The heart of the Sleepy Pi 2 is the Atmega328P which is one of the most widely used “Arduino” processors. The chip itself has many “Sleep” modes that provide a variety of power management options. These sleep modes are central to Sleepy Pi development – we achieve low power by using the Arduino to control power to the Raspberry Pi and then also apply low power strategies to the Arduino itself to reduce power consumption as far as we can.
This note shows the implications on power consumption of the Arduino depending on which settings are chosen from those available.
The image above shows a breakdown of the various options for sleep. It’s not overly clear and fortunately the Sleepy Pi simplifies this by using the “Low Power” library from Rocket Scream. This provides the following functions from lowest current consumption to highest:
Why you would use each mode depends on your application, but generally you would use “PowerDown” unless you have a specific reason to do otherwise. For example, you might want to use “PowerSave” instead as this doesn’t shutdown the main clock, so wakes a bit quicker and you might decide that is more “reliable”. You might also want to keep BOD enabled during sleep if you are worried about battery / solar power integrity. What is the BOD? The BOD stands for “Brown Out Detect” aka “Brown Trousers” and monitors the power supply and resets the Arduino is it’s “a bit dodgy”. You can see from the measurements below that having the BOD on has very little impact on overall current consumption.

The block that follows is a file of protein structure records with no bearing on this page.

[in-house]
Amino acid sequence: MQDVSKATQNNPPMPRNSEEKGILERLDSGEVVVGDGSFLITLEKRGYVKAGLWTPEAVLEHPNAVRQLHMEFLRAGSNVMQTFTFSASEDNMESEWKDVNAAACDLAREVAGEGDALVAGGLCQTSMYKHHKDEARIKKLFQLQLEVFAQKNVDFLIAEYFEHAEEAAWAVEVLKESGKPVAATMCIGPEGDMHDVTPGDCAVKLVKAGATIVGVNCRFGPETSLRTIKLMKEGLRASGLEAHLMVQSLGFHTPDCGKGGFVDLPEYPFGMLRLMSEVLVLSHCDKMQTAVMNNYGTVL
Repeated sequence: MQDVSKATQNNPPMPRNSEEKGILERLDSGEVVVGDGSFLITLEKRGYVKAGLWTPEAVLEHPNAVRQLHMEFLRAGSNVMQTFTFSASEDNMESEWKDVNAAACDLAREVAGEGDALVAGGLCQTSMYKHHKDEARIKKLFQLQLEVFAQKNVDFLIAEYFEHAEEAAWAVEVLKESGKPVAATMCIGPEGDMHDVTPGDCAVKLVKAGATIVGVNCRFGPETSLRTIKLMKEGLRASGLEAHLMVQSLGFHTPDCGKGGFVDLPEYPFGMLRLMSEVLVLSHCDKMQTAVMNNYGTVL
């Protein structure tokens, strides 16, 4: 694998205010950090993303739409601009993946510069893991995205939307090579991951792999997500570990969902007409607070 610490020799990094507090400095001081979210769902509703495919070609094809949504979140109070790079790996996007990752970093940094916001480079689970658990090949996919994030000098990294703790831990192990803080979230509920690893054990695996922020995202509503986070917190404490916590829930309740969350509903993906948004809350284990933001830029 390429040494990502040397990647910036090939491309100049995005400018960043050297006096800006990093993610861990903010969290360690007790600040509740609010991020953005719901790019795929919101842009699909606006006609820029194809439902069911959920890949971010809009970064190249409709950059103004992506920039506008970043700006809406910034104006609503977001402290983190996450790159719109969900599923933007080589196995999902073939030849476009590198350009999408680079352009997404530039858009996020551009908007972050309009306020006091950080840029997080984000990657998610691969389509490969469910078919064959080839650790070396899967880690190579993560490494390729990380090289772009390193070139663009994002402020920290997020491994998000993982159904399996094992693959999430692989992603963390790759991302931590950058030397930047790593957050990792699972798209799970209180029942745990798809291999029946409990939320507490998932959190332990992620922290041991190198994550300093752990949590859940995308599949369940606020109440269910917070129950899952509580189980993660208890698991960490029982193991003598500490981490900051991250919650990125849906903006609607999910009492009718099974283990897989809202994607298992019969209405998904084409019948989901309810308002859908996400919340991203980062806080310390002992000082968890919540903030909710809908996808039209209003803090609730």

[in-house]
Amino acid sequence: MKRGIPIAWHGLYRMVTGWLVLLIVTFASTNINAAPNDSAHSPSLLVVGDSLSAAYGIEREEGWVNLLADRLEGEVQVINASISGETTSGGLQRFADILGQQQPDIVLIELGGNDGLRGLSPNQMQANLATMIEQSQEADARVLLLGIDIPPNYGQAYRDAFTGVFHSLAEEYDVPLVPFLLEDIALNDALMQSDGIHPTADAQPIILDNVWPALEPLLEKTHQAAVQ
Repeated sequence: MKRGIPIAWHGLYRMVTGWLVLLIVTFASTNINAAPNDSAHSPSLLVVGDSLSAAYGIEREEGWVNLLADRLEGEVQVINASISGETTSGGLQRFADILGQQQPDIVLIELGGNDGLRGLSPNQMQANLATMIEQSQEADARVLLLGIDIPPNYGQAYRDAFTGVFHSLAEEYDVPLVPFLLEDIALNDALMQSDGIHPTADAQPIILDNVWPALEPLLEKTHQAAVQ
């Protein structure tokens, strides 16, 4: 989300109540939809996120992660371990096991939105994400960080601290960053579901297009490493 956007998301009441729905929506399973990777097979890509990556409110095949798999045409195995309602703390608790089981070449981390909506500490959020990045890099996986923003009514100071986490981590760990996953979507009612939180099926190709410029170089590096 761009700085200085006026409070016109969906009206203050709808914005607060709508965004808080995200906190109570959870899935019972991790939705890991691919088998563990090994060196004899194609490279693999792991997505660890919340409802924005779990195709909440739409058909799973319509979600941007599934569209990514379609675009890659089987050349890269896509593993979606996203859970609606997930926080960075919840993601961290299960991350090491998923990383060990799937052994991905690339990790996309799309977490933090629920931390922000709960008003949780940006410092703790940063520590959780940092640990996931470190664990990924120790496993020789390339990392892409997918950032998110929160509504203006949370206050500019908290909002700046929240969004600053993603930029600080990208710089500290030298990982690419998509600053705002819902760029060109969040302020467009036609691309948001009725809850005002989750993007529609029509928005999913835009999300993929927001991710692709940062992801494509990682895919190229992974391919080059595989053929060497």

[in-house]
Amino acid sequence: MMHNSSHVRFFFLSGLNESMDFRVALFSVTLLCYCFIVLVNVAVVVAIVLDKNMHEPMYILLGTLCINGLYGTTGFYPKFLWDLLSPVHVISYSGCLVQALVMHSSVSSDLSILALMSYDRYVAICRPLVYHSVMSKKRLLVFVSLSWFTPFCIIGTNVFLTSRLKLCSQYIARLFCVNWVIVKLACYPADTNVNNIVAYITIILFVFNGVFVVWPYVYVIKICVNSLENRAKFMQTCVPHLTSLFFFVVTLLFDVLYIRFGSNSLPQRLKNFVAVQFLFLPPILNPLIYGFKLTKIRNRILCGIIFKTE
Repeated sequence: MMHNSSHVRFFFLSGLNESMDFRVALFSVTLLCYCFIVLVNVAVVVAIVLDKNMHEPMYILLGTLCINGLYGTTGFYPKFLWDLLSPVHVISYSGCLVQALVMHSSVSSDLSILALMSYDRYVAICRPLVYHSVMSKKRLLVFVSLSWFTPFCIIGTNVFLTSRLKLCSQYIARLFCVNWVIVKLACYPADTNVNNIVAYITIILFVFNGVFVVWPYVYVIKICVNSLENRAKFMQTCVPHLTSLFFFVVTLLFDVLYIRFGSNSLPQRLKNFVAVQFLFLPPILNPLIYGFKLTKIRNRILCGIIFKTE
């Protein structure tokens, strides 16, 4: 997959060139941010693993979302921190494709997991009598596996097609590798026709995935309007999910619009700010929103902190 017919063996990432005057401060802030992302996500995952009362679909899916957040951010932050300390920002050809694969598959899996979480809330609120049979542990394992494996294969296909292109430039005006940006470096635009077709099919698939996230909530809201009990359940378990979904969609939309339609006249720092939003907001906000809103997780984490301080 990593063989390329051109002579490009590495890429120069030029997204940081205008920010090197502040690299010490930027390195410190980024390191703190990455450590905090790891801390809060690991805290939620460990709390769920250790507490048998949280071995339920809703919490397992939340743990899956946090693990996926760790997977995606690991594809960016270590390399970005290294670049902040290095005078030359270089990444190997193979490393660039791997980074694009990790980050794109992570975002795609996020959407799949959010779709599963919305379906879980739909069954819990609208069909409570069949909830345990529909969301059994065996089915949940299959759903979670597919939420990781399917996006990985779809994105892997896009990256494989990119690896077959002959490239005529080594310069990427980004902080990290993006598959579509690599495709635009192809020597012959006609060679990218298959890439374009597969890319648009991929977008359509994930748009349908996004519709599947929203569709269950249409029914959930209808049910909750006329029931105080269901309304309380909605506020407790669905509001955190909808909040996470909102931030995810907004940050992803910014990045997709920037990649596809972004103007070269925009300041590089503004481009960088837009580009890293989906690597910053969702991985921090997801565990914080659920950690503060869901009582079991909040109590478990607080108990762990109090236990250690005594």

NOTE: the BOD is enabled in the fuses of the Sleepy Pi Arduino by default.
The LowPower Arduino library works broadly by “halting” the program in its tracks and putting the processor to sleep. When the processor “wakes” it carries on from exactly where it left off. To wake it, the library either uses a timed interval or an asynchronous event such as a pin change.
NOTE: It’s important to understand that this library makes use of the “watchdog timer” to wake the processor on timed intervals. If you plan to use the watchdog for other purposes, be aware that the library enables it when you put the processor to sleep and disables it when it wakes. The only exception to this is when you opt to SLEEP_FORVER, when it is not used. When sleeping forever you can be woken by a pin change or kiss from a Prince.
To put the processor to sleep, you use ONE of these calls:
SleepyPi.powerDown(SLEEP_FOREVER, ADC_OFF, BOD_OFF);
or SleepyPi.powerSave(SLEEP_FOREVER, ADC_OFF, BOD_OFF, TIMER2_OFF);
or SleepyPi.powerStandby(SLEEP_FOREVER, ADC_OFF, BOD_OFF);
or SleepyPi.powerExtStandby(SLEEP_FOREVER, ADC_OFF, BOD_OFF, TIMER2_OFF);
or SleepyPi.adcNoiseReduction(SLEEP_FOREVER, ADC_OFF, TIMER2_OFF);
or SleepyPi.idle(SLEEP_FOREVER, ADC_OFF,TIMER2_OFF,TIMER1_OFF,TIMER0_OFF,SPI_OFF, USART0_OFF,TWI_OFF);
To turn on / off a peripheral just toggle the parameter to ON or OFF i.e BOD_ON or BOD_OFF.
Use one of those lines and the Arduino will be put to sleep. See the examples i.e. ButtonOnOff to see how it can be used in a complete sketch.
The following are a series of measurements to show just how these settings affect a Sleepy Pi 2.
The measurements were made with a Sleepy Pi2 powered from 12V once it was “asleep”. The LowPower library used was version 1.81.
Hopefully that should give a better picture of what the various modes offer in terms of current consumption.
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